Miles Weiss, Cristina Alesci and Matt Leising
Tuesday, November 29, 2011
Jon Corzine bet $11.5 billion on European sovereign debt in his bid to rebuild profits at MF Global Holdings Ltd., almost twice the net amount disclosed to investors, and relied on short-term hedges that left the firm exposed to larger losses if they couldn’t be rolled over.
Corzine, who was chairman and chief executive officer of the futures broker before it went bankrupt last month, overcame resistance from directors, senior traders and risk managers to accumulate the bonds, according to two people with knowledge of the situation. He used the hedges, or offsetting trades, to cut the net risk reported to shareholders to $6.4 billion, according to an Aug. 3 regulatory filing by the company.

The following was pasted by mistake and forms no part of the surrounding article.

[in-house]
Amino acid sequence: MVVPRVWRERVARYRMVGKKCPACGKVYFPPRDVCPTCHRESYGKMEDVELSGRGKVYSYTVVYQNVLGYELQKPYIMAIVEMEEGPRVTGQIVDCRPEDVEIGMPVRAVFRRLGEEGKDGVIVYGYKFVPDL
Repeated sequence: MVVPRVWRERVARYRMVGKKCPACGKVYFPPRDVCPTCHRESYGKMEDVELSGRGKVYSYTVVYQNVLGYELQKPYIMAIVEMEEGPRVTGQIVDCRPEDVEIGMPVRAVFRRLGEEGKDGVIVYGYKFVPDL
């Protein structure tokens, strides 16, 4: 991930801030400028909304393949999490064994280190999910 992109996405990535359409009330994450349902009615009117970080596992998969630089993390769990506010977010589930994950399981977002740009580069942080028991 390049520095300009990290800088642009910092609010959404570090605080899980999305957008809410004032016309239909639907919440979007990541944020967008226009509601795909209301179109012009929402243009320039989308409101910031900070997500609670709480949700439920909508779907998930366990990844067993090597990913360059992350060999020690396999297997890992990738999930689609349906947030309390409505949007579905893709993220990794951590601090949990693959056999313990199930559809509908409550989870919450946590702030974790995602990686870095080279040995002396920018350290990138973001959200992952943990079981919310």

A former New Jersey senator and governor, Corzine joined MF Global in March 2010 with a plan to remake the company into an investment bank in the image of Goldman Sachs Group Inc., where he had been co-chairman before entering politics. He repeatedly ratcheted up his wager on the debt of countries including Italy and Spain, booking gains along the way, according to filings. The short-term hedges matured before the bonds, meaning the net amount at risk could increase if investors lost confidence in either European sovereigns or MF Global and new hedges couldn’t be bought.
“If that assumption does not come to pass, their risk mushrooms,” said Matthew Pieniazek, president of Darling Consulting Group, a Newburyport, Massachusetts, firm that advises banks on managing their balance sheets. Hedges that matured along with the bonds would have been prohibitively expensive, he said.
Full story here.